Can an intervention work? The realistic yet optimistic bottom-line “answer” is…sometimes.
Exactly what is an intervention? Let us first talk about what an intervention is NOT:
- It is not an action that should be considered or taken without an experienced professional involved.
- It is not actual therapy or treatment.
- It is not something to do without careful planning.
- It is not always voluntary; a forcible intervention, while rare, is when an individual is mandated by a court system to undergo treatment for an addiction.
- It is not guaranteed to work.
Interventions for those with substance abuse disorder are neither simple nor one-size-fits-all, as there are diverse types, approaches, and styles of interventions depending upon the duration and severity of the addiction, the drug of choice, and the personality of the individual who is suffering from the disease.
Now, let us examine what an intervention actually IS. At its fundamental core, an intervention is when a third party believes someone is in a dangerous and potentially life-threatening situation, and that third party addresses the individual with a goal to persuade the individual to take immediate, measurable, and concrete steps towards positive change. Easy enough, right? Think again.
For the sake of example in this article, we’ll use the name “Taylor” as the person with the addiction.
Some interventions take a hard-nosed tough-love approach. These attempt to “wake up” Taylor with a shock-and-awe technique surrounding accountability. Taylor is forced to face and address examples of the physical and emotional pain and damage induced upon family, friends, coworkers, and even innocent strangers; they are all the victims of the addiction and of Taylor’s actions. Historically, the “Johnson Institute Model” is one that exemplifies this method.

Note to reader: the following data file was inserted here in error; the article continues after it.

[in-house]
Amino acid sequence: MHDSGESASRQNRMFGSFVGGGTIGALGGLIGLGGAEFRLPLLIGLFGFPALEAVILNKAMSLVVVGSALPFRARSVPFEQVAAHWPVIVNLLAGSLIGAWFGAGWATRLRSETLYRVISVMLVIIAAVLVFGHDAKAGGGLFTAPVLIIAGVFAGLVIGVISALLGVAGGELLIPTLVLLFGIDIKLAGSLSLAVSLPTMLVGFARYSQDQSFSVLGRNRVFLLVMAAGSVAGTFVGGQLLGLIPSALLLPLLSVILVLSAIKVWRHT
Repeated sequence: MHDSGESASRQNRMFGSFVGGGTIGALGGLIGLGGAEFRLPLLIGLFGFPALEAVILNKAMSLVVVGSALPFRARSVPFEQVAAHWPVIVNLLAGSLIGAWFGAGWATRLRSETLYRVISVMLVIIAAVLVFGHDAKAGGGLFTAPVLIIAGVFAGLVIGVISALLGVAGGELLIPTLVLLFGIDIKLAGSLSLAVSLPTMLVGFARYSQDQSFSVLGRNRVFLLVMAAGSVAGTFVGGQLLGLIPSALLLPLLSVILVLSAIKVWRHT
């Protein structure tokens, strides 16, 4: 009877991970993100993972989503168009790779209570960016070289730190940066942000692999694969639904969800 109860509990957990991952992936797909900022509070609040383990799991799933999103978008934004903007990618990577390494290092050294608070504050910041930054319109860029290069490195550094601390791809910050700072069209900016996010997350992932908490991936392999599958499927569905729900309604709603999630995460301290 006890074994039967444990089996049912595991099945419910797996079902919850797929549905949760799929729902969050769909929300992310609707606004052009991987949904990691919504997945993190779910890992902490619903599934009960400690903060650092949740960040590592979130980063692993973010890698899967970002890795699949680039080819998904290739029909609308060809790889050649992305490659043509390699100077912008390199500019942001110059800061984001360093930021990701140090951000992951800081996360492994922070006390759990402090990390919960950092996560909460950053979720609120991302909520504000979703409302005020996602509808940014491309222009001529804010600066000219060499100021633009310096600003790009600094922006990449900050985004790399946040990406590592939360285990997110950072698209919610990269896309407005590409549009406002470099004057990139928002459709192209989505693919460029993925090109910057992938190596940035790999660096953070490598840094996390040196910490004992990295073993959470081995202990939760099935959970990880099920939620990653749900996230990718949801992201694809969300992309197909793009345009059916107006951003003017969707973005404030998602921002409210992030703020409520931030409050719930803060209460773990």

Others approach intervention in a more gentle manner, and instead of spotlighting those in Taylor’s circle of influence who have been hurt, taken advantage of, or neglected, the priority focus is placed on Taylor as the victim–a victim of the disease. Rather than breaking down Taylor, this technique builds up Taylor. The manner utilizes the concept that Taylor deserves not a punishment, but a chance at hope, help, and opportunity. The “ARISE Intervention” technique employs such methodology.
While you may have success performing an intervention with either option, please remember to consult an experienced professional in the field of addiction if possible. Consider all options before approaching an individual who may need actual therapy and treatment.
If you are concerned about someone in your life who is struggling with addiction and you’ve decided approaching the individual is your best option, how can you best help with an intervention? The Mayo Clinic provides several excellent tips:
- Consult An Addiction Professional
- Make A Plan
- Gather Information
- Form The Intervention Team
- Decide On Specific Consequences
- Make Notes On What To Say
- Hold The Intervention Meeting
- Follow Up
It is very important to keep in mind the following: “Addicts are more likely to seek treatment when they undergo an intervention, but interventions don’t affect the outcome of treatment itself.” ~ Psychology Today
Speaking of actual outcomes, Wavelengths Recovery has a unique Each One, Teach One approach to treatment that has positively impacted so many individuals, many who have gone on to become part of the Wavelengths team, giving back to those with whom they can relate, those who are suffering with substance abuse disorder, those who are in need of serious help from people who truly empathize and who know exactly what it is like to walk many miles in the tired and tattered shoes of addiction.
Through our own personal experiences with overcoming addiction, Wavelengths has learned that tackling addiction requires multiple levels of care and a customized, comprehensive treatment plan in order to have the best chance at success. Every person is treated as an individual; there is no cookie-cutter treatment plan, there is no templated program at Wavelengths, and there never will be.
So what’s the final word? It all goes back to the adage that the only person who can ultimately make the change is that individual person. But with the appropriate intervention, love, and support of family and friends, it sure can help the chances for success. Wavelengths Recovery is here for you and your loved one at any time. 1-844-392-8342.